Highlights from “They Taught Me”: Our First Week Sharing Their Stories
Here at Teach.com, we are elated with the feedback and responses we’ve been receiving for They Taught Me: Blogging in Support of Special Needs -- and April is not even half over! We want to thank all you advocates, family members, and teachers who have shared your stories so far. Both you and the children you write about are such an inspiration, and we are honored to help you share their stories.
The CDC recently reported that now, 1 in every 68 children are diagnosed with Autism Spectrum Disorder (ASD). Every “1 in 68” has a story. By sharing their stories, we are making a difference.
To show our gratitude for your help in raising awareness for children with special needs, as well as ASD, it's our turn to share your stories. Check out some of the thoughtful and heartwarming stories that They Taught Me: Blogging in Support of Special Needs has received so far.
“...Jimmy has taught me that it takes an enormous amount of courage and effort to remain positive and work through those “not so great” days. The simplest thing to do is become negative or jaded….but Jimmy never does that. [He] has taught me is that my job and role is vital in the education system for children like him. They need someone in their corner who will advocate for them and are in the “position” to do so. It has become my mission to help all the “Jimmy’s” I come across in my role as principal…and I will always do it with a determined yet wide smile on my face.”
“What I do see is that these children have taught me to become a better teacher, a patient person, and an understanding parent. While life can be easy and a breeze for those without disabilities, special needs students have hurdles to overcome everyday."
"I learned more from him than from most of my textbooks. He taught me about living optimistically and hopefully despite circumstances and about how one must rise up with courage using every gift available in faithful service to others. He changed my life forever. He taught me that in reaching out to be a blessing we in fact ourselves are deeply blessed. Yes, he taught me."
"They Taught Me: How Working with Students with Autism Has Changed My Life" -- Teaching Special Thinkers
“I still have so much to learn about these individuals and from these individuals, as does the world. My students have blessed me in so many ways, and I feel honored that I have the opportunity to know and work with them on a daily basis. There are so many little things I used to overlook in my life, that I now have a true appreciation for”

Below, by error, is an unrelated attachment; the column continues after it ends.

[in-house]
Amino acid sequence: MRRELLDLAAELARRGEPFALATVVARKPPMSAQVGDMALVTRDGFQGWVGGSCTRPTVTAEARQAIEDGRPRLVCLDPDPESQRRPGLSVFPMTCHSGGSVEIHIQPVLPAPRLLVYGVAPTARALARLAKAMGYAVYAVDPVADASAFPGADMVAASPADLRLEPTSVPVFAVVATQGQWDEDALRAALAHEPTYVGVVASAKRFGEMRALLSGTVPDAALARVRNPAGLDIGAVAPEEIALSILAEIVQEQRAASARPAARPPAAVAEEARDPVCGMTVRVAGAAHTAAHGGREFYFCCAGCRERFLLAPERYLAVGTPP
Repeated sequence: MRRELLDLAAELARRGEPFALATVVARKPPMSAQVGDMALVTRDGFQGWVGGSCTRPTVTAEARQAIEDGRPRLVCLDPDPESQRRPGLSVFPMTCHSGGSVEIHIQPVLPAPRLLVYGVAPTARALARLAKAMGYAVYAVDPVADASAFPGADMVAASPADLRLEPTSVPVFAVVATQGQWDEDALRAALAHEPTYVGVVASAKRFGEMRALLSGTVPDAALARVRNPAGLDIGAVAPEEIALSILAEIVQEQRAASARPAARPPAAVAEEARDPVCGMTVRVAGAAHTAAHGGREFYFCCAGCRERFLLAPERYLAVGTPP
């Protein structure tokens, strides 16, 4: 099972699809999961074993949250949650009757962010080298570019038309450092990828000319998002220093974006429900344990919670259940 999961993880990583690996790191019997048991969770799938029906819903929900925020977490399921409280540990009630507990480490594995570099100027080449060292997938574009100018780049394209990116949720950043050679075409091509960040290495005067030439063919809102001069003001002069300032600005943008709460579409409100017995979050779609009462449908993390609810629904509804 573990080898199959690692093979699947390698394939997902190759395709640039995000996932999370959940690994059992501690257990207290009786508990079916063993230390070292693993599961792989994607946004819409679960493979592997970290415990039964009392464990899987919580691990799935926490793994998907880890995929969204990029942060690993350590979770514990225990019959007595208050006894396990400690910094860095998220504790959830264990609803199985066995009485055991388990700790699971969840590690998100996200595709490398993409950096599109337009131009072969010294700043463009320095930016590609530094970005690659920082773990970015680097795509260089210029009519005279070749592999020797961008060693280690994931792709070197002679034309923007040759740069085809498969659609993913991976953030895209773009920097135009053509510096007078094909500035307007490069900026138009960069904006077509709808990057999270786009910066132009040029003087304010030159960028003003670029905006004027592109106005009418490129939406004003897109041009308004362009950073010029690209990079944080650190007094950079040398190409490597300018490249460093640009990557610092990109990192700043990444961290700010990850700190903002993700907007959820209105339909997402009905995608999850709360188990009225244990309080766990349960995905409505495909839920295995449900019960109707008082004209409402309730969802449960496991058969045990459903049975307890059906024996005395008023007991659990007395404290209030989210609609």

There is no such word as “can’t.” Yep, we all have limitations, though it's sometimes hard to admit them. But what Cathy has taught me is that if you want something badly enough, you can work hard to get it and find a way around the barriers that keep you from it.
April is far from over, and there’s still plenty of time for you to share their stories too! Learn more about how you can participate in They Taught Me and help us make changes within the special needs community.
Be sure to use the hashtags #theytaughtme and/or #theirstories on social media to help us keep track of all of your contributions! When your blog post is published, share it on our Facebook or Twitter, or leave a comment at the end of this blog post!
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What is special needs education?
Special needs education programs are designed for those students whose needs cannot be met within the traditional classroom environment. These programs and services adapt content, classroom management and teacher instruction to meet the needs of each child. Although special needs students are often classified with learning disabilities, they can also include gifted students and English Language Learners (ELLs). A large number of students with varying needs and ability levels are grouped under one umbrella; addressing the needs of so many students can seem overwhelming under any circumstances.
And now, as the …
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What has having a child with a disability taught me? When I was pregnant, we learned our son had a condition that included multiple defects and a profound neurological impairment that would ultimately shorten his lifespan. Becoming Miles’ mother taught me more about love and trust than I could have learned in all my years alive. Having Miles was a journey of faith in many ways — faith that we could get through this as a family, faith that we would find purpose in his life and faith that God was with me on this journey. One of the more tangible impacts Miles had on my life is my ability to walk in others’ shoes more readily. His disability and what it took to…
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“Let’s go,” I urged. “On the count of three, we lift together.”
My lifeguards were already used to the procedure, and I couldn’t get over how we functioned like a smooth, synchronized Swiss watch. There was no need to tell them to use their legs and not their back, or to make sure their feet were firmly planted. (The deck was usually slippery.)